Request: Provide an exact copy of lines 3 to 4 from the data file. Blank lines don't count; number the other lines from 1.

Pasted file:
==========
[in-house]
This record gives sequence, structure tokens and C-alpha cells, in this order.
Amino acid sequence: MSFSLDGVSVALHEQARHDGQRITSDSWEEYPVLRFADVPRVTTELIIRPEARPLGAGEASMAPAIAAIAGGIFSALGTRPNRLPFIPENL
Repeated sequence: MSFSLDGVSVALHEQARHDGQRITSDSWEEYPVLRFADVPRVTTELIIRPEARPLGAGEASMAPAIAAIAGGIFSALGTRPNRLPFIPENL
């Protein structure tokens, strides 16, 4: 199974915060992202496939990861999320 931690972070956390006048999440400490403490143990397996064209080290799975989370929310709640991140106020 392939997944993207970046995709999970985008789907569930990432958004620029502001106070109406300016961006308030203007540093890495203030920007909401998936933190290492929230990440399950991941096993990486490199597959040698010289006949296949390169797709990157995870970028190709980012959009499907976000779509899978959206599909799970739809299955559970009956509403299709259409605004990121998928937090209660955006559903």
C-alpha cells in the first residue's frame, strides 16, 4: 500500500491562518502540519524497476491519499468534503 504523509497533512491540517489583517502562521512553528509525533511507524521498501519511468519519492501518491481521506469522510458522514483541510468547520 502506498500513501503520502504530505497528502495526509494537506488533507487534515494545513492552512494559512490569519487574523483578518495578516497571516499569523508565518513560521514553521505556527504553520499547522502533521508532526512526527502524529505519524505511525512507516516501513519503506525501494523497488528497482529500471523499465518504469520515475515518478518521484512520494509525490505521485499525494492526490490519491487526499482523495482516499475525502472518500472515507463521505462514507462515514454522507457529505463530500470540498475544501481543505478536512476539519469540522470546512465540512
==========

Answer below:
Amino acid sequence: MSFSLDGVSVALHEQARHDGQRITSDSWEEYPVLRFADVPRVTTELIIRPEARPLGAGEASMAPAIAAIAGGIFSALGTRPNRLPFIPENL
Repeated sequence: MSFSLDGVSVALHEQARHDGQRITSDSWEEYPVLRFADVPRVTTELIIRPEARPLGAGEASMAPAIAAIAGGIFSALGTRPNRLPFIPENL